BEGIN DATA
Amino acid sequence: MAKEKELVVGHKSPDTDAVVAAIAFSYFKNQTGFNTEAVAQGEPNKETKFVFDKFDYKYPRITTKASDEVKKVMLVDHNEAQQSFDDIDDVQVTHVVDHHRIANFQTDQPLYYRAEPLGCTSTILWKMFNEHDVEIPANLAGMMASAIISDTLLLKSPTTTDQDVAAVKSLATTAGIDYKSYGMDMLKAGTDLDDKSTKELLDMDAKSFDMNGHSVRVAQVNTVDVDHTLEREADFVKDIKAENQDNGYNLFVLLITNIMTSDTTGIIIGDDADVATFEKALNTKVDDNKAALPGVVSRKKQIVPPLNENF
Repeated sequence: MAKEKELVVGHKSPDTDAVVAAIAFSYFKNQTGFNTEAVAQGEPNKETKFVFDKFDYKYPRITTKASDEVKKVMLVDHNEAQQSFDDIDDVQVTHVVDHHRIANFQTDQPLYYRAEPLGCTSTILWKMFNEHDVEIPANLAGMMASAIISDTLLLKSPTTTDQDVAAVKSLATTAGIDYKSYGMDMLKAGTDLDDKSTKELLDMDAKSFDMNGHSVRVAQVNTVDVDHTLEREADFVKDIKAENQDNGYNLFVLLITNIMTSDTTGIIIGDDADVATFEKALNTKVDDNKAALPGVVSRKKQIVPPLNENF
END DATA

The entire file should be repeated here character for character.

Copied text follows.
Amino acid sequence: MAKEKELVVGHKSPDTDAVVAAIAFSYFKNQTGFNTEAVAQGEPNKETKFVFDKFDYKYPRITTKASDEVKKVMLVDHNEAQQSFDDIDDVQVTHVVDHHRIANFQTDQPLYYRAEPLGCTSTILWKMFNEHDVEIPANLAGMMASAIISDTLLLKSPTTTDQDVAAVKSLATTAGIDYKSYGMDMLKAGTDLDDKSTKELLDMDAKSFDMNGHSVRVAQVNTVDVDHTLEREADFVKDIKAENQDNGYNLFVLLITNIMTSDTTGIIIGDDADVATFEKALNTKVDDNKAALPGVVSRKKQIVPPLNENF
Repeated sequence: MAKEKELVVGHKSPDTDAVVAAIAFSYFKNQTGFNTEAVAQGEPNKETKFVFDKFDYKYPRITTKASDEVKKVMLVDHNEAQQSFDDIDDVQVTHVVDHHRIANFQTDQPLYYRAEPLGCTSTILWKMFNEHDVEIPANLAGMMASAIISDTLLLKSPTTTDQDVAAVKSLATTAGIDYKSYGMDMLKAGTDLDDKSTKELLDMDAKSFDMNGHSVRVAQVNTVDVDHTLEREADFVKDIKAENQDNGYNLFVLLITNIMTSDTTGIIIGDDADVATFEKALNTKVDDNKAALPGVVSRKKQIVPPLNENF